1. Superiority of amphotericin B over fluconazole — and preference for use of amphotericin B wherever it is possible to use it safely.
  2. Addition of flucytosine (when available) to amphotericin B supported by demonstration of the added fungicidal activity resulting from the combination.
  3. High dose amphotericin B based on superior sterilizing activity.
  4. At least 1200 mg/d as the preferred initial fluconazole dose, and high dose fluconazole plus flucytosine as preferred oral treatment option.
  5. Adoption of a short, one week, course of amphotericin B where resources do not allow safe, sustainable use of standard 2 weeks courses.


The impact of adopting these recommendations in resource-limited settings, which previously used ineffective fluconazole monotherapy, is a reduction in the the 10-week mortality from over 50% to 25-35% when amphoteracin B based treatments are used (see Research References 1 & 4 above). This is achieved through wider use of standard amphotericin B induction, and of effective but also affordable and sustainable alternatives (short course amphotericin B, and combination oral therapy with high dose fluconazole).

Economic benefits:

The cost comparisons, lobbying and advocacy initiated by the study team [E,F] caused the pharmaceutical company Bristol Myers Squibb to reduce the price of amphotericin B in South Africa by 80% (146 to 26 ZAR/50mg vial). This has resulted in the use of amphotericin B (as opposed to fluconazole) for induction therapy being increased from an estimated 34% of patients in 2005 to 83% in 2010 [F,G]. Based on the work of the group, and in line with the international guidelines, an increasing number of Sub-Saharan Africa countries have adopted 1200 mg/d as the standard fluconazole dose, with the effect that this dose is now routinely used in initial therapy throughout those countries [H].

Adoption of the screen and pre-emptive treatment strategy after HIV diagnosis.

Following the evidence produced by the St George's group The Department of Health in South Africa has agreed to a phased implementation of the introduction of a screen and pre-emptive treatment strategy for cryptococcal meningitis in newly diagnosed HIV patients. In many African centres this now represents over half of all cases. This was incorporated into the 2012 Department of Health strategic plan [I] following meetings in Pretoria in February 2011 with CDC, PEPFAR representatives and Harrison. Of note is that a cost-effectiveness analysis demonstrated that screening has become the optimal standard of care — i.e. it both saves lives and saves money (through a reduction in costs associated with caring for patients) [J]. Screening is now in routine use in South Africa's Western Cape and Gauteng provinces; further projects based on this strategy are being implemented in Uganda, Kenya, Zambia, and Tanzania. Screening, using the new point-of-care diagnostic test, was endorsed by the 2011 WHO guidelines for areas of high prevalence [B] and recommended in the updated 2013 Southern African Clinicians Society guidelines [D]. Effective screening with subsequent treatment substantially reduces the number of cases of cryptococcal meningitis presenting after a diagnosis of HIV has been made and anti-retroviral therapy started, demonstrating the extensive reach and significance of this research.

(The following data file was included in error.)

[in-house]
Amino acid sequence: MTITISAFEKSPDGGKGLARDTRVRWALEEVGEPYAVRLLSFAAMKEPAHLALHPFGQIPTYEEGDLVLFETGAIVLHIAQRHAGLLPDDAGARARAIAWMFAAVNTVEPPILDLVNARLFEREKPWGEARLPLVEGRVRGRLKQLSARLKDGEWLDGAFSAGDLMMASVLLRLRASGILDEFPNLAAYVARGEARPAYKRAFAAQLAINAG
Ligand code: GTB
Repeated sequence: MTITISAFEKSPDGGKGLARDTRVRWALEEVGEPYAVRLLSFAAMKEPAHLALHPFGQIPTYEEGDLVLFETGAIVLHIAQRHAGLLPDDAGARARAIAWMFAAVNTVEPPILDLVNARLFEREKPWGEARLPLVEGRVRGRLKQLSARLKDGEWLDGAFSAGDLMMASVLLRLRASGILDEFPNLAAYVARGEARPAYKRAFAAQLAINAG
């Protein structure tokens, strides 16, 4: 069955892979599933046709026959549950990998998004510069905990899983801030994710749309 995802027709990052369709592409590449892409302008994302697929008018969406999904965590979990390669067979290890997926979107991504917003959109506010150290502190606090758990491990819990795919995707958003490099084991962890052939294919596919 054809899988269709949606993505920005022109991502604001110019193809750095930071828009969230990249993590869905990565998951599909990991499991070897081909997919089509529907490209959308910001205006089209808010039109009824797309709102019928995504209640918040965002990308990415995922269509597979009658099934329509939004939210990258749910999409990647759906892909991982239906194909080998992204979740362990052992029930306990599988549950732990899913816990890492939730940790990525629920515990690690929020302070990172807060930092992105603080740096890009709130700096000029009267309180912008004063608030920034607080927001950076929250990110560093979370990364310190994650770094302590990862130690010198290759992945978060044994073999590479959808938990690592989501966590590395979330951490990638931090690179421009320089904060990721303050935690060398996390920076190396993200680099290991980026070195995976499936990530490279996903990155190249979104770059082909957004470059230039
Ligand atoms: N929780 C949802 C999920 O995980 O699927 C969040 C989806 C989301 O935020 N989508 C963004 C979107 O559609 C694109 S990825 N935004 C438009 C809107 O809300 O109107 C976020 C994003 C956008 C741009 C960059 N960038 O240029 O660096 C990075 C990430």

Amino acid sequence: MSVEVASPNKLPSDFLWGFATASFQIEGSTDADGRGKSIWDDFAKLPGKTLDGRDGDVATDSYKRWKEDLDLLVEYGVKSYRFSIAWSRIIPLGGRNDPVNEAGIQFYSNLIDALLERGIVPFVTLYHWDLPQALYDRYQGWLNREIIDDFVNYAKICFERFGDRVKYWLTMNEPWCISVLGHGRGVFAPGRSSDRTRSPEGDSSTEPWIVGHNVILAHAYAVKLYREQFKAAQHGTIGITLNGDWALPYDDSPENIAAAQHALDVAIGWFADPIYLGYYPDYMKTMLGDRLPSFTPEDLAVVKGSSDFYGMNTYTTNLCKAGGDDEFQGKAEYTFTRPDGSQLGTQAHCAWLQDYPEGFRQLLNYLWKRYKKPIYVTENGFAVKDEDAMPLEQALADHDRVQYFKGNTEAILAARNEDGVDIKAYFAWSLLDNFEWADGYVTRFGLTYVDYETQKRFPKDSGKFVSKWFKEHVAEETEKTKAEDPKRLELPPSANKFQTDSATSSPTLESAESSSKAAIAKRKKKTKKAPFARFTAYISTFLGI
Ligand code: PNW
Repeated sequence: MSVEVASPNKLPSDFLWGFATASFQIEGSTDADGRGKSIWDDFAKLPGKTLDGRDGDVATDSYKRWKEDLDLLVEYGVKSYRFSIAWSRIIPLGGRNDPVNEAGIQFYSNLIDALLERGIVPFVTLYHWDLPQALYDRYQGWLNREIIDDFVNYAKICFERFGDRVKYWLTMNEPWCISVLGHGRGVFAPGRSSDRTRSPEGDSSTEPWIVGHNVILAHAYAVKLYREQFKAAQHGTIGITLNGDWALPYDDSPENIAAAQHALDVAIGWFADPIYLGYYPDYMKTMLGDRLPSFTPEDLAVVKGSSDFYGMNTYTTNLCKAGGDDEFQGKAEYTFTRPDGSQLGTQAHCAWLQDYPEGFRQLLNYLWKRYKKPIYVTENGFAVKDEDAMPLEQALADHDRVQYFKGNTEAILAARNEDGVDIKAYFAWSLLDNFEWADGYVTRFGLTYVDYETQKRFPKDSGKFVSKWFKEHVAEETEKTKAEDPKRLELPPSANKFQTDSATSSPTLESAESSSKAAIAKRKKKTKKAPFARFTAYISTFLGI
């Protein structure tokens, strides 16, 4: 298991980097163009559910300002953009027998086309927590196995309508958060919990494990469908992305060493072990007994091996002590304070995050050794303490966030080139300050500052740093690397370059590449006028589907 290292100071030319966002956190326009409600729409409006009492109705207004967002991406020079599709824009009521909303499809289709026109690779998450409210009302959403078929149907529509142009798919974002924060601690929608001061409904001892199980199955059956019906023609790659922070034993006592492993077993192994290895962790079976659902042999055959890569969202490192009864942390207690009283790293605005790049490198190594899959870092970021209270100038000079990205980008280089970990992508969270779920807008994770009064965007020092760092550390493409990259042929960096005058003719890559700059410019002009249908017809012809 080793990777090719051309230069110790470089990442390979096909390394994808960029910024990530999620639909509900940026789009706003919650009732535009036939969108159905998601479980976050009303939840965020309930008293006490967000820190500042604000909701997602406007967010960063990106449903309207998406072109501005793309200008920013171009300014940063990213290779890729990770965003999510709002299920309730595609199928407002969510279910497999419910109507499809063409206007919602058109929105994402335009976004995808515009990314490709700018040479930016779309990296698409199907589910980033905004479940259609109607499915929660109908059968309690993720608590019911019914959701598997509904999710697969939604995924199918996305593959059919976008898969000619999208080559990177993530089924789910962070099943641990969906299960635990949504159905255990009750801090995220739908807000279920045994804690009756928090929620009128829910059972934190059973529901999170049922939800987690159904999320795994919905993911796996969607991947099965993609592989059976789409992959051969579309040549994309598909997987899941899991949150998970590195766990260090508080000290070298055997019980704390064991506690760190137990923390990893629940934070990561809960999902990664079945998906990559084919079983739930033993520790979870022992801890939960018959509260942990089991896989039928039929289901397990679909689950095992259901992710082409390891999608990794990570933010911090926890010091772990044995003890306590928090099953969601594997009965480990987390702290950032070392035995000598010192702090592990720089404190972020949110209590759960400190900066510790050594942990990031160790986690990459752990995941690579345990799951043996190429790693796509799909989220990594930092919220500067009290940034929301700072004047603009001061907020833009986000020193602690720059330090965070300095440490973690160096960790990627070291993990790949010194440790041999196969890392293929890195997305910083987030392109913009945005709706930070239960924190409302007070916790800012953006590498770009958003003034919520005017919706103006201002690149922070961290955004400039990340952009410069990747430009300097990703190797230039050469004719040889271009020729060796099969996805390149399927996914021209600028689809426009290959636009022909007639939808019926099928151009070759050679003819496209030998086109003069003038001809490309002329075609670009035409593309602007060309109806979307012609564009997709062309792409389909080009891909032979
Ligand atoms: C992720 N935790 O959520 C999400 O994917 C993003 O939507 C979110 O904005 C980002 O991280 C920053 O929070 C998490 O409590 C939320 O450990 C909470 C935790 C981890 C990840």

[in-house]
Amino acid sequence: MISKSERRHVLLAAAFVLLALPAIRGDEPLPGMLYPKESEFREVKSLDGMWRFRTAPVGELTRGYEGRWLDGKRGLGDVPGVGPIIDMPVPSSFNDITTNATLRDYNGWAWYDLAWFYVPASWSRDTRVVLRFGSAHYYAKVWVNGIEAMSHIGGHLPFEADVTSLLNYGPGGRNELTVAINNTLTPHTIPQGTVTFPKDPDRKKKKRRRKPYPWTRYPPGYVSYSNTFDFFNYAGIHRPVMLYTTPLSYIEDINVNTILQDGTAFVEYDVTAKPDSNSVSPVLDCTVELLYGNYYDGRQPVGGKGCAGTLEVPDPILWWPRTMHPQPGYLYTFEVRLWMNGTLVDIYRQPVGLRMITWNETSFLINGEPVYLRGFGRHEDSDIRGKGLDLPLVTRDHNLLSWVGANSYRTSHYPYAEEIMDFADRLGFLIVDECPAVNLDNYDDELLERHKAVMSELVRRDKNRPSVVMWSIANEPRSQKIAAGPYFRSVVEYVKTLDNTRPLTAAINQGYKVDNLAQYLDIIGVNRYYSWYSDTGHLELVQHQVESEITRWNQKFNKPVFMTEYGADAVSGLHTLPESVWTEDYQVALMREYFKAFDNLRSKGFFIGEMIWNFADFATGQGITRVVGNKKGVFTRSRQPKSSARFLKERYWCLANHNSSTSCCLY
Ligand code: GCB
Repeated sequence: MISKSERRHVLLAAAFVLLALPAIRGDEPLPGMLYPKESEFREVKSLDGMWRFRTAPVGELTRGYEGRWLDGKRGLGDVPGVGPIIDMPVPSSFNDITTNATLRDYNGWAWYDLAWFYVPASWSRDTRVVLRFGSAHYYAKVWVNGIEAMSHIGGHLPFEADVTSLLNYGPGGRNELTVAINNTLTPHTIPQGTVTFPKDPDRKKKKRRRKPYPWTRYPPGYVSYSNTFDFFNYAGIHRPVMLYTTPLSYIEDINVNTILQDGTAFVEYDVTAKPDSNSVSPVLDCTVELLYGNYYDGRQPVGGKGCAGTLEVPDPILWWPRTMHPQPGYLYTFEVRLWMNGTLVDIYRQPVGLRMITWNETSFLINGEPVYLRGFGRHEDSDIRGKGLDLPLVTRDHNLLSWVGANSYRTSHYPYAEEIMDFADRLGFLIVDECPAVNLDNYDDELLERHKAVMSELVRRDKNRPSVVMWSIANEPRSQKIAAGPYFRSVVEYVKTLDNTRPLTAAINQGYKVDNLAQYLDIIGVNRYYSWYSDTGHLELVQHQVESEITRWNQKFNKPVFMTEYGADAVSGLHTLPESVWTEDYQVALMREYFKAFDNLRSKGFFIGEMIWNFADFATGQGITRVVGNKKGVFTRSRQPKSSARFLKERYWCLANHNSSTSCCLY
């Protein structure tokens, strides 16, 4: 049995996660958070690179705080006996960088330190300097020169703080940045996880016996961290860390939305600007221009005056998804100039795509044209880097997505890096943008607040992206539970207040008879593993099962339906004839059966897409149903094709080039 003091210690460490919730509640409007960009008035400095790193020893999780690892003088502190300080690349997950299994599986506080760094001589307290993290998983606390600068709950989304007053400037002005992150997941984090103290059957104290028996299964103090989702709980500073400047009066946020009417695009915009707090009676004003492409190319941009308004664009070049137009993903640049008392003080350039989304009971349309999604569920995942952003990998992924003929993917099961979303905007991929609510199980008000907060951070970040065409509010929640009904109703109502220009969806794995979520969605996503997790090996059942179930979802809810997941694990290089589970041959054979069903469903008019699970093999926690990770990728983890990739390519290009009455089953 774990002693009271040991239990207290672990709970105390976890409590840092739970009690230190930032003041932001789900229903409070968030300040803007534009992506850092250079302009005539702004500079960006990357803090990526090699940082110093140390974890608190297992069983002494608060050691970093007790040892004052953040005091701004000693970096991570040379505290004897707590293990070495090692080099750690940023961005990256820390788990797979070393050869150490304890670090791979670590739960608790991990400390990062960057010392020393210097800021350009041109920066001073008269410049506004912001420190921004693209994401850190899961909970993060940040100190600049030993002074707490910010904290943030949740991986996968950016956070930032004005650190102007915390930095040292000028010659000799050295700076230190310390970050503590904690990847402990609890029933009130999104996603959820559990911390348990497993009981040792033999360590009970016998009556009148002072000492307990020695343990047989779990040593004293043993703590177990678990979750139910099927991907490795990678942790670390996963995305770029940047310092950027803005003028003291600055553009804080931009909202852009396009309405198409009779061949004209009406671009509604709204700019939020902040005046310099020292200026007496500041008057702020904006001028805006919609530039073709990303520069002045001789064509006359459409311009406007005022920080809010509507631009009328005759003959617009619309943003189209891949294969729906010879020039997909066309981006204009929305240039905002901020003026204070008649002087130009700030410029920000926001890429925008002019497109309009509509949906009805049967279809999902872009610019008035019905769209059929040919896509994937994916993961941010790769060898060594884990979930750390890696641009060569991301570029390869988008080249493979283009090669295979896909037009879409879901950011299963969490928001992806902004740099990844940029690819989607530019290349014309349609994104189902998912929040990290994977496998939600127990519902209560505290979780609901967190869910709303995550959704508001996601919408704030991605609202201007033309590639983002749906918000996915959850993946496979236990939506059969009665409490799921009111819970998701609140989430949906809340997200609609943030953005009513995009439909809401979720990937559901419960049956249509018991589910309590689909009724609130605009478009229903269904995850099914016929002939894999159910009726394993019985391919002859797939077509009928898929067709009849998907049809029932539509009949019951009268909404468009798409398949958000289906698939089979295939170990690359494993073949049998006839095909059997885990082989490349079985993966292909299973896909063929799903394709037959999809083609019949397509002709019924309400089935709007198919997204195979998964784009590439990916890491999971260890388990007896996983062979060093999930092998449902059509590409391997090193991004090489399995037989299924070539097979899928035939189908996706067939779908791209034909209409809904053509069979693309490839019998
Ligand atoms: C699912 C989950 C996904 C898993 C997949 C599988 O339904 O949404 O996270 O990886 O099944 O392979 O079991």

Sources to corroborate the impact

A. Clinical Practice Guidelines for the Management of Cryptococcal Disease: 2010 Update by the Infectious Disease Society of America. Perfect JR, Dismukes WE, Dromer F, Goldman DL, Graybill JR, Hamill RJ, Harrison TS, Larsen RA, Lortholary O, Nguyen MH, Pappas PG, Powderly WG, Singh N, Sobel JD, Sorrell TC. Clinical Infectious Diseases 2010; 50:291-322. doi: 10.1086/649858.

B. "WHO Rapid Advice: Diagnosis, prevention, and management of cryptococcal disease in HIV-infected adults, adolescents, and children", December 2011. Harrison TS expert panel member; T Bicanic, J Jarvis Peer Review Panel

C. Southern African HIV Clinicians' Society Guidelines for the prevention, diagnosis and management of cryptococcal meningitis and disseminated cryptococcosis in HIV-infected patients. Conveners McCarthy K, Meintjes G. Writing committee: Arthington-Skaggs B, Bicanic T, Cotton M, Chiller T, Govender N, Harrison T, Karstaedt A, Maartens G, Varavia E, Venter F, Vismer H. Southern African J HIV Med Sept 2007; 25-35. No DOI available.

D. Southern African HIV Clinicians' Society Guidelines for the Prevention, Diagnosis and Management of Cryptococcal Meningitis among HIV-infected Persons. Update — 2013. Conveners: Govender N, Meintjes G. Expert Panel members: Bicanic T, Dawood H, Harrison T, Jarvis J, Karstaedt A, Maartens G, McCarthy K, Rabie H, Varavia E, Venter F. Southern African J HIV Med 2013 in press. No DOI available.

E. Bicanic T, Wood R, Bekker L-G, Darder M, Meintjes G, Harrison TS. Antiretroviral roll-out, antifungal roll-back: access to amphotericin B and flucytosine for the treatment of cryptococcal meningitis. Lancet Infectious Diseases 2005; 5:530-1. DOI: http://dx.doi.org/10.1016/S1473-3099(05)70197-3.

F. Loyse A, Thangaraj H, Easterbrook P, Ford N, Roy M, Chiller T, Govender N, Harrison TS, Bicanic T. Cryptococcal meningitis: improving access to essential antifungal medicines in resource poor countries. Lancet Infectious Diseases 2013; May 31st doi: 10.1016/S1473-3099(13)70078-1

G. Personal communication: Nelesh Govender, Head Mycology Laboratory service, National Health Laboratory Service, South Africa

H. Ministry of Health 2011. Clinical Management of HIV in children and adults. Malawi Integrated guidelines. First Edition, Malawi Ministry of Health.

I. South African DoH — have adopted the screen-and treat prevention strategy in the National Strategic Plan on HIV, STIs, and TB 2012-16; dated 15th Feb 2012, accessed at http://www.doh.gov.za/docs/stratdocs/2012/NSPfull.pdf
see intervention 3.19 page 49; and reference to cost effectiveness analysis in South Africa: ref 34 p 76.

J. Jarvis JN, Harrison TS, Lawn SD, Meintjes G, Wood R, Cleary S. Cost-Effectiveness of Cryptococcal Antigen Screening as a Strategy to Prevent HIV-associated Cryptococcal Meningitis in South Africa. PLoS One 2013; 8(7): e69288. DOI: 10.1371/journal.pone.0069288